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Contractors slam 'self-serving' BP spill report; Dudley takes charge

Halliburton and Transocean, the two contractors involved in BP's calamitous Macondo well – which was finally sealed on 19 September – reacted hard and fast after the major cited them for operational breaches contributing to the Gulf of Mexico (GOM) disaster

Transocean, from which BP was leasing the Deepwater Horizon rig, labelled BP's internal investigation, published on 8 September, "self-serving". It added that BP had concealed the "critical" error that caused the disaster: "BP's fatally flawed well design". Although BP has admitted errors of its own, the company has rejected claims that the well was poorly designed. A legal battle that will take years to resolve could hinge on that point. So will BP's eventual liabilities.

Halliburton, which carried out the cement casing of the well, also suggests BP's design was faulty. Its work met BP's specifications, the company said in its response to BP's report. BP's investigators found eight errors, including Transocean's tardy response to the blowout and Halliburton's poor cementing of the well. Halliburton rejected this: "Contractors do not specify well design or make decisions regarding testing procedures as that responsibility lies with the well owner."

BP's eight-step breakdown of what triggered the accident cites Halliburton and Transocean repeatedly. But Halliburton has not yet contested BP's claim that its cement allowed hydrocarbons into the wellbore, while Transocean seems to have accepted that the blow-out preventer failed to activate its emergency-response triggers and stop the flow.

BP's defence has also drawn fire from politicians. Edward Markey, a member of the congressional group investigating the incident, said BP had taken responsibility for only "half of one" of the eight failures its investigations team found. "BP is happy to slice up blame as long as they get the smallest piece." Such a response suggests that, however, robust – or true – BP's defence, it will still need friends in Washington, where the company has already been repeatedly blamed for the accident, which killed 11 men and sent almost 5m barrels of oil gushing into the GOM. In the aftermath of the disaster, the White House pledged to "keep its boot on BP's neck".

Now, however, the company must also prepare for a lengthy legal war to be fought on several fronts. These will likely include counter-suits from its contractors as well as its partners in the Macondo well; and a litany of class-action claims from GOM citizens affected by the spill.

The legal judgement could severely dent BP's finances. Under the Clean Water Act, BP faces liabilities of up to $4,300 per barrel spilled if it is found guilty of gross negligence – equivalent to a fine of around $17.2bn. It would also face likely punitive damages, while its contractors could pay nothing. If it is not guilty of gross negligence, the fine would be $1,100 per barrel, or around $4.4bn. (The fine applies to the 4m barrels of oil spilled, but not collected. The total spill amounted to 4.9m barrels.)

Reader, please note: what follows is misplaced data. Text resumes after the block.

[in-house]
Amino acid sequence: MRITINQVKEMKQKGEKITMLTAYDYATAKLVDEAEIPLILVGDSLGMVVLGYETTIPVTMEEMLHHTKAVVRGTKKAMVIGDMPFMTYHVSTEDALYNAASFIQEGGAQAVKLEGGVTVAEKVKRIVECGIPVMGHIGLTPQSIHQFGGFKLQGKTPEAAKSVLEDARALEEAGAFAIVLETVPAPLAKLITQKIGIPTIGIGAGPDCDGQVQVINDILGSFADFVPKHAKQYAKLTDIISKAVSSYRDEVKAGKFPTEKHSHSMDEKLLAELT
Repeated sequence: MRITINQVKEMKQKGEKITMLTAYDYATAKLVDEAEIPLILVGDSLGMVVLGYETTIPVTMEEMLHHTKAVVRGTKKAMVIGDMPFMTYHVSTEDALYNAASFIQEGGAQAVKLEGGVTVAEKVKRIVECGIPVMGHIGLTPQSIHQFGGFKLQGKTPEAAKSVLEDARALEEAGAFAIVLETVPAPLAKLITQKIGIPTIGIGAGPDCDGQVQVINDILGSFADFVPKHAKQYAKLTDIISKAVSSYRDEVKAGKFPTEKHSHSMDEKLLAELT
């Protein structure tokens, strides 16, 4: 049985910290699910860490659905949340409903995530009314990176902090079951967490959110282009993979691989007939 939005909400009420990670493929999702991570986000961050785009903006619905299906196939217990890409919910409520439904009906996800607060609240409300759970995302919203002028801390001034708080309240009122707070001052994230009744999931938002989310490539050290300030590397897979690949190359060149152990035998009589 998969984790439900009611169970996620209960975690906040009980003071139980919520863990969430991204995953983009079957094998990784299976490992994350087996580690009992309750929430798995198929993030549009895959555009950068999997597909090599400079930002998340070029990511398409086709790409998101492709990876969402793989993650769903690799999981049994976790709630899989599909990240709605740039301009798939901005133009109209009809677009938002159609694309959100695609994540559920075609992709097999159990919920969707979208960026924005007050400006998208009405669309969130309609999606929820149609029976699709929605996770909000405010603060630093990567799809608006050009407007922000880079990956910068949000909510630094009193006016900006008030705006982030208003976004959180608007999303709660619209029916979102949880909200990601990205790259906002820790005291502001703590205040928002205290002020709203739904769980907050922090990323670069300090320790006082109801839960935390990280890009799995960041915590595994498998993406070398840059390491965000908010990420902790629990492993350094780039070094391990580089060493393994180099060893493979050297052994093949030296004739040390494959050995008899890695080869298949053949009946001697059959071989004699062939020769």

A verdict may not arrive for years, say analysts. "Even if you tried, you would not be able to recreate this situation," says Fadel Gheit, of Oppenheimer, an investment house. "Transocean and Halliburton will be worn down in this process," he adds. "In any legal battle, survival is achieved by the biggest player. These two companies need to settle out of court."

But BP's appetite for an extended fight may also be weak. ExxonMobil's legal battles to reduce its liabilities for the Exxon Valdez disaster of 1989 lasted two decades. In the end, the company paid a fraction of the original charge. By comparison, Gheit says, BP has been like a "wet noodle" in giving way to political pressure.

Much could depend on Robert Dudley, who replaced Tony Hayward as BP's boss on 1 October. "He went to boot camp in Russia," says Gheit, referring to Dudley's tenure as TNK-BP chief during a protracted war between BP and its Russian partners for control of the joint venture. "Now he is ready for the fight."

BP estimates its overall liabilities from the spill to be around $30bn. A firesale designed to raise cash has brought it around $10bn, after the disposal of businesses in the US, Canada, Egypt, Colombia, Venezuela and Asia. Its Prudhoe Bay assets in Alaska, once the firm's crown jewel, could also be sold. The company says it has also already spent $9.5bn on clean-up operations. After pressure from the White House, BP suspended its dividend payments in June.

The Macondo spill has been a public-relations nightmare for BP and the company is now looking for a new chief of communications. This is not expected to involve the removal of media relations head Andrew Gowers, who is likely to serve under the new chief. Dudley, whose immediate task is to lead the embattled company through an inevitably tough period of US-government investigations and other legal battles to the solid ground of public and investor confidence, is involved in the recruitment process.

The BP report's key findings

  1. Failure of annulus cement barrier
  2. Failure of shoe track barrier
  3. Wrong assessment of negative-pressure test
  4. Failure to note hydrocarbon influx until it was in the riser
  5. Insufficient well-control response actions
  6. Failure to divert leaking gas overboard
  7. Inappropriate fire-and-gas system
  8. Failure of BOP emergency mode to seal the well
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